Mind the Gap

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Introduction

I am a big fan of what Rob van Bommel does.

I admire the passion and the expertise that makes Sportscene compelling reading and viewing.

In the last year I have become particularly interested in the gender discussions that have taken place on the Sportscene site.

Mind the Gap

Like Rob and the many contributors to Sportscene discussions, I am at a complete loss as to the reasons for the International Canoe Federation’s stand on gender equity. Back in May there was a discussion about gender equity on the Sportscene page that debated the ICF’s plans for the Rio Olympics.

I thought Peter Giles’ response  (November 2012) to the situation was outstanding. In his open letter to the ICF President, Peter wrote:

 Canada is extremely disappointed with the proposal to hold the Olympic program unchanged in 2016. This is in conflict with the ICF’s Equity Charter, distributed at the 2012 Olympic Games; and indeed with the ICF slogan, “Always Moving Forward.” The Equity Charter commits the ICF to increase women’s events in sprint and slalom on the 2016 program, and to achieve “50/50” – full gender equity – on the Olympic program in 2020.

To achieve these goals will require some very difficult decisions. We applaud the efforts of the ICF to lobby for an additional women’s C-1 event in slalom. However, it is clear that the IOC cannot solve our larger gender equity problem. There is no easy way out; delaying the decision is not an answer, and will not satisfy the demands of the IOC, the media, or the public. We strongly urge the Board, as our elected leaders, to take on these difficult challenges; and as a first step, to submit a program proposal for 2016 that includes women’s canoe for slalom and sprint.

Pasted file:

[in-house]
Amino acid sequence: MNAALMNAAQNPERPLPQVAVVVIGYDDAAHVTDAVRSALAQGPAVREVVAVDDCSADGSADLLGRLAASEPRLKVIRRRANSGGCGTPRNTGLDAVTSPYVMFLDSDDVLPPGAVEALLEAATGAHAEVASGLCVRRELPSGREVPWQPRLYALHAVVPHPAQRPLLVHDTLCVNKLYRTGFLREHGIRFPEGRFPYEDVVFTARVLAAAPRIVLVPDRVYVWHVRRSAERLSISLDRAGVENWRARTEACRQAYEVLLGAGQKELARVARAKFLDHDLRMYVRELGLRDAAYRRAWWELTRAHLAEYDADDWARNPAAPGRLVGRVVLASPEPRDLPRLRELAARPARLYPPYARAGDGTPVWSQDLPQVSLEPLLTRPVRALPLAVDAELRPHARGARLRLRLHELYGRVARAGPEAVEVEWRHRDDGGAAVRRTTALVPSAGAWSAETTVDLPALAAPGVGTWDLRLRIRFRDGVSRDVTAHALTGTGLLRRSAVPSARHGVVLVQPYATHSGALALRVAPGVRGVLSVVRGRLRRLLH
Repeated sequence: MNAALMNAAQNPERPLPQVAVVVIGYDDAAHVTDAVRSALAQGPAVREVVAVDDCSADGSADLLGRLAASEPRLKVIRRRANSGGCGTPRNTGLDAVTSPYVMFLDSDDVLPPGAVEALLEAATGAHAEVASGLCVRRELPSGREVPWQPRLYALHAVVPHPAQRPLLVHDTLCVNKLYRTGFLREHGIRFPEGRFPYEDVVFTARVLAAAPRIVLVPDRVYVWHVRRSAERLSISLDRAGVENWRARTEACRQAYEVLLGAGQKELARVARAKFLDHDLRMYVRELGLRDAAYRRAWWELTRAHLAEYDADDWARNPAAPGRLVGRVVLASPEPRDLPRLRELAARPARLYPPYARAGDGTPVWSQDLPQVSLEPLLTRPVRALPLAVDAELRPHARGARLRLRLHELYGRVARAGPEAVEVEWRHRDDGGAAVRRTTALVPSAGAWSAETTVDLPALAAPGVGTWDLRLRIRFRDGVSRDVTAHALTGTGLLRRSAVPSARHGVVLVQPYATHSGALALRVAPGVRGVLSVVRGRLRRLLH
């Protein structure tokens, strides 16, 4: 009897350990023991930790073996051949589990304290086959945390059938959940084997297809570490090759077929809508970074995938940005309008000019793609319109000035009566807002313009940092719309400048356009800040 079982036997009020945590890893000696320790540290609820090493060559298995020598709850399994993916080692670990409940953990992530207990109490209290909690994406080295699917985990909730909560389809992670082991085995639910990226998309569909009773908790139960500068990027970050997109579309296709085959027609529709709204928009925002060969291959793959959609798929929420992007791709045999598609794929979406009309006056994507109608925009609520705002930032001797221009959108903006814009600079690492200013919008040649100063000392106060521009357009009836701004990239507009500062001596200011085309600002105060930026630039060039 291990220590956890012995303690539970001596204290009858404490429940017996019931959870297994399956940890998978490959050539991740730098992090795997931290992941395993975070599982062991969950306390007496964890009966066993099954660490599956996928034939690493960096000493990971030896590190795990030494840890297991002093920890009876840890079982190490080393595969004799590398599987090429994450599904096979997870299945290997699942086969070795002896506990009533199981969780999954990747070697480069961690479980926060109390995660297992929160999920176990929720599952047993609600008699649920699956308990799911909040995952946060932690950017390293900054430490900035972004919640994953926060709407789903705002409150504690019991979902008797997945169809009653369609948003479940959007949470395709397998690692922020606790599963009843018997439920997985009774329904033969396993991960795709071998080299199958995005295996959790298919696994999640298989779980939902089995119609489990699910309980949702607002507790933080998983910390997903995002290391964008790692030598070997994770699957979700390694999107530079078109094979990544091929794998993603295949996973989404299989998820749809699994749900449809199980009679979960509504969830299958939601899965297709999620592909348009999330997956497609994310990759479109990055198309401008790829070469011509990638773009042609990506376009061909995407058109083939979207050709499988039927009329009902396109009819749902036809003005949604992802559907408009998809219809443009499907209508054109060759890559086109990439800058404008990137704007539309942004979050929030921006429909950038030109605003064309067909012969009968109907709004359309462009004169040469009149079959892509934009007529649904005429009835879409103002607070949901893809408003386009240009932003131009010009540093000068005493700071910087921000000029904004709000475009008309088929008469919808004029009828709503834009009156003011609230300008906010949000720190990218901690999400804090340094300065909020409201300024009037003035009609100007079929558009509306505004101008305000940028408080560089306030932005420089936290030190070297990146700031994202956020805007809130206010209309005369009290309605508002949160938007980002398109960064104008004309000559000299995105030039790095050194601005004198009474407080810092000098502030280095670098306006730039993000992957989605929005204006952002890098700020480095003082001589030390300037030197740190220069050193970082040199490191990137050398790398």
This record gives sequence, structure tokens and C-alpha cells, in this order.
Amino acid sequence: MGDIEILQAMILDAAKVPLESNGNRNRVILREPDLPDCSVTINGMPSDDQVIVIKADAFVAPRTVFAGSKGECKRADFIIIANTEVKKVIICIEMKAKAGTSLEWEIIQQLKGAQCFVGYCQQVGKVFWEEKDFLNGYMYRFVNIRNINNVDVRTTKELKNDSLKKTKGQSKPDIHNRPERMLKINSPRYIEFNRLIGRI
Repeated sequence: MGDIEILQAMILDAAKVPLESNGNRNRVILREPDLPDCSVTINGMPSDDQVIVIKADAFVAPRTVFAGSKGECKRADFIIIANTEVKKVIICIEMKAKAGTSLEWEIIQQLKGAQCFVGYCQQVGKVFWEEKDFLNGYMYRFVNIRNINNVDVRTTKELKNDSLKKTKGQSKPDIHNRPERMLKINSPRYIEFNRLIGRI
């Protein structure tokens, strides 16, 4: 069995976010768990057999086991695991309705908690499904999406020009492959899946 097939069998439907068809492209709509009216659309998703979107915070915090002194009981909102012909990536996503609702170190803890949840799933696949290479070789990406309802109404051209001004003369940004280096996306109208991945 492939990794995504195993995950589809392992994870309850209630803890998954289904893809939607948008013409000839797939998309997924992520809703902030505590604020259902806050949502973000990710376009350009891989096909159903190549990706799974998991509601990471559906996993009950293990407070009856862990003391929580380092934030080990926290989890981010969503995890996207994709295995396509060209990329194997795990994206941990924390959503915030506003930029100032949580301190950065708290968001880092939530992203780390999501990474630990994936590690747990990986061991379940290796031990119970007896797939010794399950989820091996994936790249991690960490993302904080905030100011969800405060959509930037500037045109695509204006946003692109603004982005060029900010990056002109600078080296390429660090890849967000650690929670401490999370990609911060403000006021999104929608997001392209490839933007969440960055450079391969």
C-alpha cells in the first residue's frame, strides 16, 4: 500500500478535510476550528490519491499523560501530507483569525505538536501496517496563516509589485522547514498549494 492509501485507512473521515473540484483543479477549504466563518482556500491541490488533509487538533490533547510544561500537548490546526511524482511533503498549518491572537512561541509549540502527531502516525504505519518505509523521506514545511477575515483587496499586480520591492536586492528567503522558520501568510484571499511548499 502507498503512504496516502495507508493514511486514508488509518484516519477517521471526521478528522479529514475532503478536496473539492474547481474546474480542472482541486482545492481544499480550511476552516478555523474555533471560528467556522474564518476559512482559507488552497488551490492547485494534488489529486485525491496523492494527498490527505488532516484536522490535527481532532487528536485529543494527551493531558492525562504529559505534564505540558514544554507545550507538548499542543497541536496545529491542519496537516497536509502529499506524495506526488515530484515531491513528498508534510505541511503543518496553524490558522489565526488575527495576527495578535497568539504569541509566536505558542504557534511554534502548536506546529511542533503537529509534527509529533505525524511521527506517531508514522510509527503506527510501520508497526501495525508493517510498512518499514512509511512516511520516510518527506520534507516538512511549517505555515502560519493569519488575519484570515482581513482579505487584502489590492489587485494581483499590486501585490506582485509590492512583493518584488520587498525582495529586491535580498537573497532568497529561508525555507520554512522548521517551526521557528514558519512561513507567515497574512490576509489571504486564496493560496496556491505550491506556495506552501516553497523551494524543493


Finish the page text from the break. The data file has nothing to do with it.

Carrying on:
Like many people, I was dismayed by the departure of Richard Fox from the ICF Executive. I thought he was a remarkable advocate for development and progress in a sport that has “Always Moving Forward” as its motto. For some time I have been wondering if the sole purpose of the motto is to distinguish the sport from rowing as a means of movement down a water course.

On reflection, I wondered why I should be surprised. Back in 1985, my taken-for-granted world was jolted by Ellen Kuzwayo’s autobiography, Call Me Woman. My academic interest in the sociology of sport in the late 1970s and early 1980s had raised my consciousness about patriarchy. Meeting Jenny Hargreaves helped me clarify my thinking.

These thoughts came back to me as I read Sally Armstrong’s article in The Huffington Post. In the article, she observes:

The new wave of change isn’t about giving the “little woman” a fair shake or even about pushing reluctant regimes to adhere to hard-won international laws relating to women. It is based on the notion that the world can no longer afford to oppress half its population.

They came back too as I remembered the bravery of those involved in RAWA. Our struggles are of a completely different scale.

I do think we have an important window of conscience available to us in canoeing. We should mind the gender gap as a moral imperative. ‘Mind’ in the sense of thinking deeply and ‘mind’ in terms of being concerned about decisions and their consequences.

Like Sally, I believe “women leaders have long asserted that a sense of community is far more valuable than a sense of control”.

Photo Credit

Doris Corbin

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